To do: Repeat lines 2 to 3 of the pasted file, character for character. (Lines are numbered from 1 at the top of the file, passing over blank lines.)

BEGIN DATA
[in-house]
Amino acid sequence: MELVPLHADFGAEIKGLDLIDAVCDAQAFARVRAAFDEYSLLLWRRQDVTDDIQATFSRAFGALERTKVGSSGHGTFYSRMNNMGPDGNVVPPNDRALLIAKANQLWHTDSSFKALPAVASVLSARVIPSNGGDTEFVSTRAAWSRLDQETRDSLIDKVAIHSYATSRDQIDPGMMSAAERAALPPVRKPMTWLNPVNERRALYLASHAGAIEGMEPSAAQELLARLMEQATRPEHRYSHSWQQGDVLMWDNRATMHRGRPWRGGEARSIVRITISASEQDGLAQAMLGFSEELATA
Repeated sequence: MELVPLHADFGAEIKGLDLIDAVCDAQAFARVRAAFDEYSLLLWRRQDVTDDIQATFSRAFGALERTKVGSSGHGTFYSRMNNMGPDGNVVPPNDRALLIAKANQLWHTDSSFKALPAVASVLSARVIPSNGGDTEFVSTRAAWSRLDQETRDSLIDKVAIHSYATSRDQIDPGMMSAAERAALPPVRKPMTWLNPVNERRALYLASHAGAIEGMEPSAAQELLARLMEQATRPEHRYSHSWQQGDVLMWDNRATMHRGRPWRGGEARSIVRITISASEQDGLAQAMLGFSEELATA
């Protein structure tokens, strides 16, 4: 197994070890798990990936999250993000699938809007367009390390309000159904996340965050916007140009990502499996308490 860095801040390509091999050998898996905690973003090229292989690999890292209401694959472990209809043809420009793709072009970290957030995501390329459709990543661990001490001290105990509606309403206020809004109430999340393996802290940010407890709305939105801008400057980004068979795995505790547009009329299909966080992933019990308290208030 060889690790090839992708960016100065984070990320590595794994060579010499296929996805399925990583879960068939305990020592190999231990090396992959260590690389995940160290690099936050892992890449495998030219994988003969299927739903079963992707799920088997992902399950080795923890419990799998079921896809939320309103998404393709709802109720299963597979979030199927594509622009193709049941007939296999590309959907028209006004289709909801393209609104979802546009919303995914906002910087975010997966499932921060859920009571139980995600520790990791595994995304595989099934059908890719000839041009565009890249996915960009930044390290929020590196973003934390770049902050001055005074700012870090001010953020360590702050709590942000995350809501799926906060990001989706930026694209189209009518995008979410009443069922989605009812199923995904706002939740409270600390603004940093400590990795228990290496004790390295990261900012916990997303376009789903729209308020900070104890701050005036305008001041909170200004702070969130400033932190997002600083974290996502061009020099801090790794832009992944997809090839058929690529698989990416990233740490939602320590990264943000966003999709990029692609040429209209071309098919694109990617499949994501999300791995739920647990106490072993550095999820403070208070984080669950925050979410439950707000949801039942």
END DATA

Amino acid sequence: MELVPLHADFGAEIKGLDLIDAVCDAQAFARVRAAFDEYSLLLWRRQDVTDDIQATFSRAFGALERTKVGSSGHGTFYSRMNNMGPDGNVVPPNDRALLIAKANQLWHTDSSFKALPAVASVLSARVIPSNGGDTEFVSTRAAWSRLDQETRDSLIDKVAIHSYATSRDQIDPGMMSAAERAALPPVRKPMTWLNPVNERRALYLASHAGAIEGMEPSAAQELLARLMEQATRPEHRYSHSWQQGDVLMWDNRATMHRGRPWRGGEARSIVRITISASEQDGLAQAMLGFSEELATA
Repeated sequence: MELVPLHADFGAEIKGLDLIDAVCDAQAFARVRAAFDEYSLLLWRRQDVTDDIQATFSRAFGALERTKVGSSGHGTFYSRMNNMGPDGNVVPPNDRALLIAKANQLWHTDSSFKALPAVASVLSARVIPSNGGDTEFVSTRAAWSRLDQETRDSLIDKVAIHSYATSRDQIDPGMMSAAERAALPPVRKPMTWLNPVNERRALYLASHAGAIEGMEPSAAQELLARLMEQATRPEHRYSHSWQQGDVLMWDNRATMHRGRPWRGGEARSIVRITISASEQDGLAQAMLGFSEELATA